Teeth whitening is a simple, comfortable and safe process where a whitening product containing either hydrogen peroxide or carbamide peroxide is used to obtain a whiter brighter smile.
These whitening agents oxygenate the tooth surface to bleaches out stains. Whiter teeth are normally associated with a younger, more attractive look.
What Causes My Teeth to Change Color?
Over time, your teeth pick up stains or may discolor for the following reasons
- Food & Beverages
Coffee, tea, colas, red wine, and foods with dyes or dark colors are the most common culprits. These items have dark colored pigments called chromogens that attach to the white outer part of your tooth and eventually work its way into the tooth structure.
The outer layer of your tooth called the enamel thins or becomes translucent over time and more of the inner yellow layer called the dentin may become visible. Whitening can help to improve the opacity of the enamel if done conservatively.
Following an injury to your tooth (such a being hit in the mouth), the tooth may darken as the tooth responds by laying down reparative dentin which is darker in color.
Several medications can darken teeth such as certain antihistamines, antipsychotics, high blood pressure medications, or chemotherapeutic agents. Also if either a pregnant woman or their child took tetracycline antibiotics while the teeth were forming, their child’s teeth could have gray or dark brown bands that go all the way through the tooth.
- Tobbaco Use
Tar and Nicotine are chemicals found in tobacco that stains teeth. Tar is dark in color while nicotine starts out colorless until it mixes with oxygen to form a yellowish surface stain.
Does Whitening Work Well on All Teeth?
Talk to Dr. Keith Tang to identify the reasons your teeth have darkened. Then discuss with him whether whitening may be effective and the recommended protocol to use for the whitening process. For example, teeth that are yellow or orange due to food/beverages or age tend to whiten fairly well, but gray or brown colors may take several months to see a significant whitening effect. Also, teeth whitening may not be effective if teeth have discolored because of trauma or medication reasons and if the teeth have caps, veneers, crowns or fillings.
What Are My Options for Whitening?
- Whitening Toothpastes
All whitening toothpaste help removes surface stains by the addition of a mild abrasive that cleans your teeth. Look for the ADA seal of approval on whitening toothpaste to see if it has other special chemicals or polishing agents that provide additional stain removal effectiveness.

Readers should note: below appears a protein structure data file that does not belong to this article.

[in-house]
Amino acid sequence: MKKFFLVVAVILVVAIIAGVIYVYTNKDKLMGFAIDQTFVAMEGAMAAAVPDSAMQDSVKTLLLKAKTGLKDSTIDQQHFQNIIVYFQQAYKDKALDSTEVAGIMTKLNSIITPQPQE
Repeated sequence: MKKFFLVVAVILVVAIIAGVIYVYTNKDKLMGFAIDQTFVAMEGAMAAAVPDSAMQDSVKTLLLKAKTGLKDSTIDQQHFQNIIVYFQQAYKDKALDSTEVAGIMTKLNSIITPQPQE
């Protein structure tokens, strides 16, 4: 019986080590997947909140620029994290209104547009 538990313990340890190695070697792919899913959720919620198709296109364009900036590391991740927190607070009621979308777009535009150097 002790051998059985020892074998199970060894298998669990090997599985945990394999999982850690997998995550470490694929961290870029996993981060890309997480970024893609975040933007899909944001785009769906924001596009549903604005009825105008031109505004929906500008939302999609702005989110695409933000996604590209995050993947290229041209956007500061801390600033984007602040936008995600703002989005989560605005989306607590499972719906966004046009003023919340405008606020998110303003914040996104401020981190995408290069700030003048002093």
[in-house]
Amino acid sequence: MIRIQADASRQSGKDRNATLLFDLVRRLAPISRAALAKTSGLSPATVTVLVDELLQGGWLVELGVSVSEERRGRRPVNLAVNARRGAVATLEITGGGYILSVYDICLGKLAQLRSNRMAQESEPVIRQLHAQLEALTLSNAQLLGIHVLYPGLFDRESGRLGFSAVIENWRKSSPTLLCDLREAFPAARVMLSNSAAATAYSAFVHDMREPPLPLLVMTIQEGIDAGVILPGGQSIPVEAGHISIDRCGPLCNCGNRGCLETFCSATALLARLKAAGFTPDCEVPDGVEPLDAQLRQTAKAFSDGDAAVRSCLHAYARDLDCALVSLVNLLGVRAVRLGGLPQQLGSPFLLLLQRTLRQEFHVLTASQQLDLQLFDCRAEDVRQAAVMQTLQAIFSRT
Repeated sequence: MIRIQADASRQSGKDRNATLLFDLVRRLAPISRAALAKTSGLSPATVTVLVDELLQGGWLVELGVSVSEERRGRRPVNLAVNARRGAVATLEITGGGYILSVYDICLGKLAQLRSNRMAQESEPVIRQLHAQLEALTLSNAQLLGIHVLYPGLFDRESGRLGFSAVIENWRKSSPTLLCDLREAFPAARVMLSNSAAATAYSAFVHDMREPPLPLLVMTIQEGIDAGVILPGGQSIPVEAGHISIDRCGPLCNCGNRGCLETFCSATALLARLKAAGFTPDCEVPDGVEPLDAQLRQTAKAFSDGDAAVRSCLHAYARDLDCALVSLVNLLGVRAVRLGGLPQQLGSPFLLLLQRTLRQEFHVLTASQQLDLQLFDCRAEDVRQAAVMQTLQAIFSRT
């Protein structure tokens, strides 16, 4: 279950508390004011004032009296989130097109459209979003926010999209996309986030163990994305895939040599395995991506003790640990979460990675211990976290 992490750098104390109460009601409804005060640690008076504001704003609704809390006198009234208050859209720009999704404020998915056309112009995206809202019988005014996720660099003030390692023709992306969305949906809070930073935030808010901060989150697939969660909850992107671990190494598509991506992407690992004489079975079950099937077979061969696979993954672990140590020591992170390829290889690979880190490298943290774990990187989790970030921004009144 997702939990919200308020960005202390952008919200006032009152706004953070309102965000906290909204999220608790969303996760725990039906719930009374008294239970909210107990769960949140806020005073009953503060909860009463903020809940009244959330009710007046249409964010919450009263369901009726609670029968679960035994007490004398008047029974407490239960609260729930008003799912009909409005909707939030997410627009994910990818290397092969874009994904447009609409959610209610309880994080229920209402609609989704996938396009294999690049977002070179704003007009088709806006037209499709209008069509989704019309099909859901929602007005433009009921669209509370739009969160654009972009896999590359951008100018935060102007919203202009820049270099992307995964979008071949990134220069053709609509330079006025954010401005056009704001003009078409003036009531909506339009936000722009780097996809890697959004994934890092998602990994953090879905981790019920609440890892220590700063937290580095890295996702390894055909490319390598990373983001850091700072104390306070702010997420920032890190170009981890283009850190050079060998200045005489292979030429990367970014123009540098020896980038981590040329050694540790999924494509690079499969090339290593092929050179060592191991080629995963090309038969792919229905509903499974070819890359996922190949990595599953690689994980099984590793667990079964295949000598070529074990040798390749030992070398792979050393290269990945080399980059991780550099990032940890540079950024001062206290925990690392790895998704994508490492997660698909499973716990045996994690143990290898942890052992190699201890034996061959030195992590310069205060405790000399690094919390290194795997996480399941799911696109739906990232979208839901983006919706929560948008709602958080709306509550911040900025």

- Professional Custom Tray Bleaching
Impressions are taken of your teeth to make soft custom trays. The whitening gel, usually carbamide peroxide, is worn in the tray for 30 minutes to 8 hours depending on the percentage recommended by Dr. Tang. The shorter times are for the higher percentage whitening gels, but the lower percentage gels worn for a longer time usually work more predictably and have less sensitivity. The typical whitening treatment is completed in 12-14 days.
- In-Office Bleaching
This method is recommended for patients who do not want to wear the custom trays and want a more instant result. During a single 90 minute visit, Dr. Tang and staff apply block out materials to protect your gums, place the whitening chemicals on your teeth, and use a laser to enhance the whitening action while you watch a movie.
- Whitening Strips
While some people have found this modality to be effective, the degree of whitening is determined by the contact time with your teeth and the percentage of the whitening agent. The manufacturer’s directions recommend wearing these strips on your teeth for up to 30 minutes, twice per day. The problem is that the maximum contact time is 1 hour (if you do it twice per day) and you will swallow most of the whitening product as these strips become gummy when your saliva mixes with it. Therefore you must use these strips for several weeks to months to get a comparable contact time to the professional methods listed above.
What are the Side Effects of Teeth Whitening?
The most common side effect is tooth sensitivity (especially cold items) as the chemicals open up the microtubules in your teeth and irritates the nerve. In most cases, the sensitivity is transient and returns back to pre-treatment levels within one week. For people who already have sensitive teeth, Dr. Tang recommends using a sensitive toothpaste called Sensodyne and a high fluoride gel to wear in the trays after whitening.
Overuse of whitening products can cause damage to tooth enamel, dentin, nerves, or gums in your mouth so be careful to follow Dr. Tang’s instructions and call us if you experience any problems doing the whitening process.